Tennessee HB 2907
PursuitSAFETY worked with the Tennessee Association for Justice (TAJ) and blocked a measure that was picking up traction: HB 2907. We opposed this measure for the express purpose to prevent death of and injury to police officers and innocent bystanders. The measure would have weakened the supervisory component when officers conducted police chases.
Jim Bilbo, on behalf of the TAJ, wrote to PursuitSAFETY: "We believe your communication to the House Judiciary Committee members was helpful in this development."
HOUSE BILL 2907
Letter from the PursuitSAFETY Legislative Committee
April 6, 2010
Sent via email to the Tennessee House Judiciary Committee Representative Eddie Bass
Re: Oppose HB 2907 slated for a hearing on Wednesday, April 7
Voices Insisting on PursuitSAFETY opposes House Bill 2907 for the express purpose of public safety and to prevent death of and injury to police officers and innocent bystanders. We respectfully ask members of this Subcommittee to oppose this measure.
PursuitSAFETY is a national nonprofit organization. We assist families of innocent bystanders by helping injured victims and bereaved families with the support they need. On average, police chases now kill at least three innocent bystanders every week in the United States. We seek improved officer pursuit training and supervision as well as pursuit policies that strike an appropriate balance between (a) apprehending drivers who flee and (b) ensuring public safety to prevent police officers and innocent bystanders from being needlessly killed or maimed as a result of unnecessary police chases.
We oppose HB 2907 because it proposes a watered down legal standard for police pursuits. It’s not just a bad idea. At this moment, there is no compelling reason even to raise the issue.
In contrast, there is ample evidence that more innocent persons are being killed or suffering serious injuries at the end of poorly executed or ill-advised police pursuits. Without proper supervision, it is a certainty that poorly executed or ill-advised police pursuits will increase and so will deaths of innocent bystanders and police officers.
The current legal standard is negligence. It’s the standard imposed when you or I operate a motor vehicle. The touchstone is "reasonableness," such as, driving reasonably, using good judgment, obeying the laws, etc.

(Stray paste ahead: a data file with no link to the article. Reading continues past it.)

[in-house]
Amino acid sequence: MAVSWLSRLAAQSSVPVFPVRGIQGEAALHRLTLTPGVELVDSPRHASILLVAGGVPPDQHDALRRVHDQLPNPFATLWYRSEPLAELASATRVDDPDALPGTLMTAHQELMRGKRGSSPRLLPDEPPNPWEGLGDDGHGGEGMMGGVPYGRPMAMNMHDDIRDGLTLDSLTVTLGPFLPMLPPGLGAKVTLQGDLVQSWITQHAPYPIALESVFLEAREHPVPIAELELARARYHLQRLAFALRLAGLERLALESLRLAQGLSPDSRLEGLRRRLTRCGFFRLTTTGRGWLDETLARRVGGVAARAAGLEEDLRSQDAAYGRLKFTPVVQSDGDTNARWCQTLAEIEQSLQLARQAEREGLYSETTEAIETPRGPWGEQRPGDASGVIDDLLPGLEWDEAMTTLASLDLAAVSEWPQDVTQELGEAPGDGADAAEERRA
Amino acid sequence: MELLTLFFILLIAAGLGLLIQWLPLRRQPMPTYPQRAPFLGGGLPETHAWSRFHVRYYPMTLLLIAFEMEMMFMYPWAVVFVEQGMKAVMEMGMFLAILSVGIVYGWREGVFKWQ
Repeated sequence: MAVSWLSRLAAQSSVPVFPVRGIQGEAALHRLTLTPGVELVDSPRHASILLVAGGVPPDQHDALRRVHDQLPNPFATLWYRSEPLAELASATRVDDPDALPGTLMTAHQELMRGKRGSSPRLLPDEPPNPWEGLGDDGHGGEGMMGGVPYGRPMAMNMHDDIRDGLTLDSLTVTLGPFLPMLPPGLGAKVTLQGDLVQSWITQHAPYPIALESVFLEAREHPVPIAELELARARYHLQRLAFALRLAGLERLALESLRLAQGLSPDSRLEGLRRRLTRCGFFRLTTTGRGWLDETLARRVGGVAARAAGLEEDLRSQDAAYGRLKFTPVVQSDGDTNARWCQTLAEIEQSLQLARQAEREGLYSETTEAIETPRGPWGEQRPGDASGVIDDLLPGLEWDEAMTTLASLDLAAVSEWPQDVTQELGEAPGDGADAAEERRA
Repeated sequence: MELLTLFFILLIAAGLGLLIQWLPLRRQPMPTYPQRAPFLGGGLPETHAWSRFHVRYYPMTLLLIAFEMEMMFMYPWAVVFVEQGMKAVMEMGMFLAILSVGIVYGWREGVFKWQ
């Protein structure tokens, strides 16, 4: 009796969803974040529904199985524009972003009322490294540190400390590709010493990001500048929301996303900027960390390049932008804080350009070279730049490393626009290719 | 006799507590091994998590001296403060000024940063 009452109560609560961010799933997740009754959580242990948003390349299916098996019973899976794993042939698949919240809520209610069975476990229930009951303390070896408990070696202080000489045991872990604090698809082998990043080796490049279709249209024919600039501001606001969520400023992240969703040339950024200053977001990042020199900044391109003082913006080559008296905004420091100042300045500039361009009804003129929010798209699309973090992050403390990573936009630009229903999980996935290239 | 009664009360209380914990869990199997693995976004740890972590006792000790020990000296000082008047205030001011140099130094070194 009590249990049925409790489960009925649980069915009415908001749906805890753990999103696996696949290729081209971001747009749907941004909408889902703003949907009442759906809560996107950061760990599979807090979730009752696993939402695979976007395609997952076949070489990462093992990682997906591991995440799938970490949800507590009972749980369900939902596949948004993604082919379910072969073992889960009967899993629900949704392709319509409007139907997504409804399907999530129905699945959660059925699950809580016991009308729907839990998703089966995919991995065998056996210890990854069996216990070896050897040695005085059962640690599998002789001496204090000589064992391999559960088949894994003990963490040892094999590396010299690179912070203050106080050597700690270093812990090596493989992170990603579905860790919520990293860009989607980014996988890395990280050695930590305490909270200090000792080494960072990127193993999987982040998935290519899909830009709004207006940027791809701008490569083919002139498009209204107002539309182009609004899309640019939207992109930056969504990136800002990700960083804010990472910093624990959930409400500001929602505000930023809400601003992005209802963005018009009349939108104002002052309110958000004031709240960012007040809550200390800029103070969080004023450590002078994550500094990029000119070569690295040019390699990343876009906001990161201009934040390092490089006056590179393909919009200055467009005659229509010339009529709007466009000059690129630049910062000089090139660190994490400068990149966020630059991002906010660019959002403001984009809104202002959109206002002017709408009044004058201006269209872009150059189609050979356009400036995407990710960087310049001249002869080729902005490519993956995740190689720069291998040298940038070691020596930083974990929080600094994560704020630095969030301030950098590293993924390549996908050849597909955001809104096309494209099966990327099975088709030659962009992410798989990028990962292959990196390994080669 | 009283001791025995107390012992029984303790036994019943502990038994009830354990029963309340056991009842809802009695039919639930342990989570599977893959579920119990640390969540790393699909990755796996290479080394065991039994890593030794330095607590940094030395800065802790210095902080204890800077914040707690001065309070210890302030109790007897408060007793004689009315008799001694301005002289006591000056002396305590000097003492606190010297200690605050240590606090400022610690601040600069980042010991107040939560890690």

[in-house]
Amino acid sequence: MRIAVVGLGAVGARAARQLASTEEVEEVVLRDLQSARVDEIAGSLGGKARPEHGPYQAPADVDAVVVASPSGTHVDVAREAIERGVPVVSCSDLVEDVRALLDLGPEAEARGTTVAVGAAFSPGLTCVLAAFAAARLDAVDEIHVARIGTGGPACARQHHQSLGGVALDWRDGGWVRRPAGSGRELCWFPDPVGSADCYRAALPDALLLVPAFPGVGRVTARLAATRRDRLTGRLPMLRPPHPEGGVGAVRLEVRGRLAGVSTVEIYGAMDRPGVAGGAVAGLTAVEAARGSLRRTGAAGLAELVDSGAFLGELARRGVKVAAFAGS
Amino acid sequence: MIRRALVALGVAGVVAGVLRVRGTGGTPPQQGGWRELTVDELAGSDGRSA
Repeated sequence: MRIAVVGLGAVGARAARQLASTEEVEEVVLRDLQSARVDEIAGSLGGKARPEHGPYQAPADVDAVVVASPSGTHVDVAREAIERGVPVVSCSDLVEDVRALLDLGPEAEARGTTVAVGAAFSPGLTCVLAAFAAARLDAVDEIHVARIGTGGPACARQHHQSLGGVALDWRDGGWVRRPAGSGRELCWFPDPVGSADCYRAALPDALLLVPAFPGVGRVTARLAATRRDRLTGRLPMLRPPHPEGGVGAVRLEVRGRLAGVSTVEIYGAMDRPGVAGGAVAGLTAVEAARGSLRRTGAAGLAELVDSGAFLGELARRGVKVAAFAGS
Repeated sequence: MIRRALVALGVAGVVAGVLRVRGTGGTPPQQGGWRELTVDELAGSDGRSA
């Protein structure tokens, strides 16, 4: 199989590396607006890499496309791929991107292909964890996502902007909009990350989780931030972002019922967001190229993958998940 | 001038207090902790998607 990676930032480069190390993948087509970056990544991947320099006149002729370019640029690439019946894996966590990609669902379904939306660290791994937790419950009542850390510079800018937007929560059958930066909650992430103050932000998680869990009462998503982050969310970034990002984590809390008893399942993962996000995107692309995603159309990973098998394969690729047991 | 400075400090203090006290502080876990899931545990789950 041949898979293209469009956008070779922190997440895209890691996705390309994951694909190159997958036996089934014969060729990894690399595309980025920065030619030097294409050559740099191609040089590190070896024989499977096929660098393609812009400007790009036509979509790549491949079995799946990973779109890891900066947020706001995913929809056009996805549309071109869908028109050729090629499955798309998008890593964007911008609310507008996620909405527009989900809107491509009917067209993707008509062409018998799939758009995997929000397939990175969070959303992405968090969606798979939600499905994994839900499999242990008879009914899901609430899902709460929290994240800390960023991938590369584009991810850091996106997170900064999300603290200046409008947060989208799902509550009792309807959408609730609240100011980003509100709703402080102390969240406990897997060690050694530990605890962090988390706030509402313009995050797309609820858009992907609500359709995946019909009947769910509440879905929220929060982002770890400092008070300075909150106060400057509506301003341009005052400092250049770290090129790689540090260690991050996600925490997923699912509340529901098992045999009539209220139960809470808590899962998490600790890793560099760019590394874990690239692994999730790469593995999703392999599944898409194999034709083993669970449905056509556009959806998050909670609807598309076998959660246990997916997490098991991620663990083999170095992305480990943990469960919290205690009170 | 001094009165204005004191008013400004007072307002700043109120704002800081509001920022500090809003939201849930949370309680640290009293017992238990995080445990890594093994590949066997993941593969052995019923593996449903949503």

In police pursuits, officers are expected to use reasonable judgment, using their training and skill, and applying it in context. This means, taking account of factors such as speed and area of the pursuit, weather and road conditions, the presence or absence of pedestrians and other traffic, alternative methods of apprehension, applicable police regulations, and the danger posed to the public.
PursuitSAFETY blames the drivers who flee. Unfortunately, fleeing drivers do not care about my family's safety--or your family's safety--so the burden to protect the innocent, by necessity, falls on the police.
A clue as to why there presently is a push in Tennessee to water down legal standards regarding pursuits is the similarly misguided second clause inserted into the bill. It would prohibit police supervisors from disciplining officers under their command who were involved in a pursuit if the pursuit complied with the established policy of the department.
The rationale for this peculiar and poorly drafted provision is that officers don’t want to be second-guessed by their supervisors. Rather, they would have the legislature second-guess the police supervisors, putting them in a one-size-fits-all straightjacket. Such a rule would leave plenty of room for an officer exercising bad judgment, which merits discipline, but might not be specifically written into a department’s pursuit policy. It's a legislative distribution of power favoring officers at their supervisors’ expense.
Law enforcement underlings may not like being held accountable. But that’s the way it is in a free society. And it may be that both officers and supervisors sometimes have to make hard choices about whether to cut off a pursuit. But that’s because, in a free society, innocent bystanders have worth. Citizens are not rolling roadblocks for authority.
As it is, a standard of reasonableness ensures the police officers will be held accountable for using their training and following their supervisor’s orders. Unreasonable chases will be deterred. And there will be pressure on law enforcement to refine capture tactics and techniques, and develop and use improved technology.
That’s a good pursuit. Leave current law alone.
Robert L. Bastian Jr., Legislative Chair